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County Opts Not To Hire Firm To Implement Long Range Plan, Zoning

Mike Slaughter (right) with Slaughter and Associates pitched a plan for a 20-year comprehensive plan for the county at Monday’s Board of Supervisors meeting. – Photo by David Howell

By David Howell
Editor

COFFEEVILLE – Supervisors opted not to hire an Oxford-based urban planning firm to develop a long-range, comprehensive plan for the county at Monday’s recessed meeting in Coffeeville.

Mike Slaughter, founder of Slaughter and Associates, made the return trip Monday to visit and pitch his services to the county. Slaughter first visited supervisors last August with a 20-minute presentation to explain how a long-range plan and possible land use ordinance, or zoning, could impact the county.

“I think everybody at this table realizes that somewhere down the road we are going to have to have a comprehensive plan and zoning,” Board President Tom-my Vaughn told Slaughter Monday. “But at this particular time I just don’t see it being a feasible alternative for this county, simply because of our size and our physical restraints for it. But I realize the necessity of it and I’m sure it is going to come down the road.”

Both District 3 Supervisor Lee McMinn and District 2 Supervisor Amos Sims expressed similar feelings about the plan.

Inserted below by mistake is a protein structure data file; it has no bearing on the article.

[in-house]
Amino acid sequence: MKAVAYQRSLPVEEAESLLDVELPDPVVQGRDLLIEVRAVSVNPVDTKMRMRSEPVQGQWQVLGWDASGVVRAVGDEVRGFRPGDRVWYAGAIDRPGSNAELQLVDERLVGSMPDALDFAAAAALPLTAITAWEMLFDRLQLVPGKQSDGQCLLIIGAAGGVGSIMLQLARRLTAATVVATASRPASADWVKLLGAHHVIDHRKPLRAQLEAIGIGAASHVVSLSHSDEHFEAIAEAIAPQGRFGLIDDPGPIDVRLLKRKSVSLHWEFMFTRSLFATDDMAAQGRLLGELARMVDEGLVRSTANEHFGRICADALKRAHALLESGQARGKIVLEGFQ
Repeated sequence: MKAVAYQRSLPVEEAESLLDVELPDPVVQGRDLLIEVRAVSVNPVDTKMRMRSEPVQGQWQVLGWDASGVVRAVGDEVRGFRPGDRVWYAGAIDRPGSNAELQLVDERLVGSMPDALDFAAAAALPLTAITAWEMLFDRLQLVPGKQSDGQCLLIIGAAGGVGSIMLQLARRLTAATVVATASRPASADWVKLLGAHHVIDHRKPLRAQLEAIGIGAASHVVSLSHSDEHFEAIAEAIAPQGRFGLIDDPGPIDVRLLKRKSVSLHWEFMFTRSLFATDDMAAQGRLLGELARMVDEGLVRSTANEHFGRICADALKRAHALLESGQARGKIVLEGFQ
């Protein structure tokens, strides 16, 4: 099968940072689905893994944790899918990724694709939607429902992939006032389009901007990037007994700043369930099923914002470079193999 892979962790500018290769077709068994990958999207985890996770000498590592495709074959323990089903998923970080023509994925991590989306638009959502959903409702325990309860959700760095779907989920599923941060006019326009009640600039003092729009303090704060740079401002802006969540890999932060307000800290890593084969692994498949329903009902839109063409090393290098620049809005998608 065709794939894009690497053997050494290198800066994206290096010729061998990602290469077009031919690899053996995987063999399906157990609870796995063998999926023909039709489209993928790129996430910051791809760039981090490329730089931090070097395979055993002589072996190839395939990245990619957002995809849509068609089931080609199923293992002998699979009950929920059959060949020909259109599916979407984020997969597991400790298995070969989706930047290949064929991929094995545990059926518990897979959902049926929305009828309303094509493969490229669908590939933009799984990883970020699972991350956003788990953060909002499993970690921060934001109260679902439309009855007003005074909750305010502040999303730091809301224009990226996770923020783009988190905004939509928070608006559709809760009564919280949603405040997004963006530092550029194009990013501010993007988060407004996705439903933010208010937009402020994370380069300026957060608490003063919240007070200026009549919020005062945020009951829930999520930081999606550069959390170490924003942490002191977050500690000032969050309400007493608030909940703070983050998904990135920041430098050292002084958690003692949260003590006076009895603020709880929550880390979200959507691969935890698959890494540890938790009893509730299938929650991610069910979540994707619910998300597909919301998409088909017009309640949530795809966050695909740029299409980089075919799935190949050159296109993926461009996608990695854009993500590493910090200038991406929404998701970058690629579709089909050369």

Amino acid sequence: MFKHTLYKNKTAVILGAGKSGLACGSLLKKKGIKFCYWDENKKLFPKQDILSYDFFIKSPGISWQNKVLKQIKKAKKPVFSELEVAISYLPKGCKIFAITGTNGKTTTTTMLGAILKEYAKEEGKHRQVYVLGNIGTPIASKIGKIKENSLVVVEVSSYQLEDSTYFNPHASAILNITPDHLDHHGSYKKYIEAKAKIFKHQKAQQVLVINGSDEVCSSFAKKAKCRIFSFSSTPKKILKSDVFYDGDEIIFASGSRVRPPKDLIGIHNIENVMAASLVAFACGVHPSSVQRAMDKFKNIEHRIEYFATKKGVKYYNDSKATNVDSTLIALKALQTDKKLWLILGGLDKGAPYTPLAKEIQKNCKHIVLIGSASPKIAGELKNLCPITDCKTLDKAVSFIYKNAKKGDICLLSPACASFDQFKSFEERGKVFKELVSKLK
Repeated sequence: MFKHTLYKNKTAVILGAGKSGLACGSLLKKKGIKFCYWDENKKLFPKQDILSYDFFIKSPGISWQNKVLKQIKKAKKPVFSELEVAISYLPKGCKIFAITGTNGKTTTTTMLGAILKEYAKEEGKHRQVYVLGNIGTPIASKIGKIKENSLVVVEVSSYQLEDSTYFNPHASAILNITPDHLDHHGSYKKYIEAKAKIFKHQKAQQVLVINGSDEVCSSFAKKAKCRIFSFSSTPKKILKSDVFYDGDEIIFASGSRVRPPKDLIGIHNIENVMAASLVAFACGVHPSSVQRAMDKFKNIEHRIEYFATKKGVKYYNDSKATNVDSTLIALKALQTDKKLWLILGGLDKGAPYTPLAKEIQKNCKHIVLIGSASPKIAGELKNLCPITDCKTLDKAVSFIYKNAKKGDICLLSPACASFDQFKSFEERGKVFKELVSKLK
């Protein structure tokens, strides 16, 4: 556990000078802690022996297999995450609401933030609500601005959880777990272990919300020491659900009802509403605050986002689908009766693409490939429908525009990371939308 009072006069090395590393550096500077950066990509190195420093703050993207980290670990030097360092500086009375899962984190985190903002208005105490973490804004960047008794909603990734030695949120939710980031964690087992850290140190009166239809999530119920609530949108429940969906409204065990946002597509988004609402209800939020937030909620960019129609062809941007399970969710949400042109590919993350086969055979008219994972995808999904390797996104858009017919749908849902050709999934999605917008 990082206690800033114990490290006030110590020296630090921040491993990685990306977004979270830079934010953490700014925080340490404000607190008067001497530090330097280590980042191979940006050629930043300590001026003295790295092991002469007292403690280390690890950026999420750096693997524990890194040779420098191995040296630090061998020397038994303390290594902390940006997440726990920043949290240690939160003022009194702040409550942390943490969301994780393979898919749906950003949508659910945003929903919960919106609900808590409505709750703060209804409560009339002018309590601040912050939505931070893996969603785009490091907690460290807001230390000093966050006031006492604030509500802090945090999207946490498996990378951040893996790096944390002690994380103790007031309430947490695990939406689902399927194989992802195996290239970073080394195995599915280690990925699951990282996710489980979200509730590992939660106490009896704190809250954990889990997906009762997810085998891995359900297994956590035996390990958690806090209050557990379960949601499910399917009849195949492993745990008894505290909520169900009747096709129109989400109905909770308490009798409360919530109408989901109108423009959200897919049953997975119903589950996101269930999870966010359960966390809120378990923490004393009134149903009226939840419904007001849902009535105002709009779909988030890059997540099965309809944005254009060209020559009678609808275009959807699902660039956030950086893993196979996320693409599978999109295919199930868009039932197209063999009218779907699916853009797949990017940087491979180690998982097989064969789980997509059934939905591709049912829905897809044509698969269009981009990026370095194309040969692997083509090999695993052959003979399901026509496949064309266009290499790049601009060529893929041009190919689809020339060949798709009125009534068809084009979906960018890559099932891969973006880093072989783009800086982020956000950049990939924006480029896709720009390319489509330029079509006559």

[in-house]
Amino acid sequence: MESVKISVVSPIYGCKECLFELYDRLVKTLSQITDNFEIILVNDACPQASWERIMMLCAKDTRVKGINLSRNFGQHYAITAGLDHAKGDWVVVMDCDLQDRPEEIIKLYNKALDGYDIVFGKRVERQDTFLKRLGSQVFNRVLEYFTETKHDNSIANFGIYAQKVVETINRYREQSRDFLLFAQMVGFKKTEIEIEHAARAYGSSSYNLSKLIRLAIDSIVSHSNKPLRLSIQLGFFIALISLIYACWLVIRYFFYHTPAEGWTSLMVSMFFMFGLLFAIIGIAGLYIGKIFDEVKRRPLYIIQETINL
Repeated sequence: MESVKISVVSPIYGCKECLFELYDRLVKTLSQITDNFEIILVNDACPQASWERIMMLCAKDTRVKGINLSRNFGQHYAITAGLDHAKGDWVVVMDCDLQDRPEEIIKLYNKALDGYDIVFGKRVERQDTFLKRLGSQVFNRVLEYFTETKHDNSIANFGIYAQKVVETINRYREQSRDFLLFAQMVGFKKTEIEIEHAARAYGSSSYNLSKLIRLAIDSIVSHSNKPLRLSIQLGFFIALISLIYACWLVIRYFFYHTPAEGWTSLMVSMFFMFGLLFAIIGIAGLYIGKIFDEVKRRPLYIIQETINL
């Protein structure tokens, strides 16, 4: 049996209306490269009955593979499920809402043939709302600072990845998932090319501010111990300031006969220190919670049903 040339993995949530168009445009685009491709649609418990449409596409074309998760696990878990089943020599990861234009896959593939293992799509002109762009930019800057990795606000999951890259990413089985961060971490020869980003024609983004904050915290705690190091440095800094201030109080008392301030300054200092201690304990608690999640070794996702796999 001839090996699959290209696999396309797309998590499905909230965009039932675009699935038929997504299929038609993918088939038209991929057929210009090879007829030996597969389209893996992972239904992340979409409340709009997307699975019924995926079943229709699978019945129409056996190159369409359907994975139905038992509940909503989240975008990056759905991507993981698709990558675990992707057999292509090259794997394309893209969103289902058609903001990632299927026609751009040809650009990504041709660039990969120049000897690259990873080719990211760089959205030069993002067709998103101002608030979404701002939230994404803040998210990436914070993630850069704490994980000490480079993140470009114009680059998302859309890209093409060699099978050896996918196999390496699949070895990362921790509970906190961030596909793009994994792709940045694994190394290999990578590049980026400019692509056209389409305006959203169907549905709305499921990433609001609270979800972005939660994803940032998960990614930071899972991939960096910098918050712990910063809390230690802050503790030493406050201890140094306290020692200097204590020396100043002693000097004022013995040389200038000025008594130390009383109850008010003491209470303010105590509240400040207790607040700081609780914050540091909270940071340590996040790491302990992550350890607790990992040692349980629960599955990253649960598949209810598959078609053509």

McMinn pointed to the research Slaughter presented back in August that indicates slow growth in the county.

“If those trends were showing a tremendous amount of growth for our county I would put it near the top of the list.

Countering with a soft sales pitch, Slaughter explained that a comprehensive plan could have the potential of helping to reverse some of those trends.

“We are not just looking at land use control. We also look at other issues as far as jobs, retail establishments, education, things of that nature that could turn those trends around,” Slaughter said.

“Could you give me one or two examples of how that might be the case?” McMinn asked.

Slaughter explained that his firm would have public meetings to identify both strengths and weaknesses in the county, examining a range of key components of the county including shopping, education, housing and job opportunities.

In the meeting last August, Slaughter said his firm’s work would be performed on an hourly fee basis if the county hired his firm.

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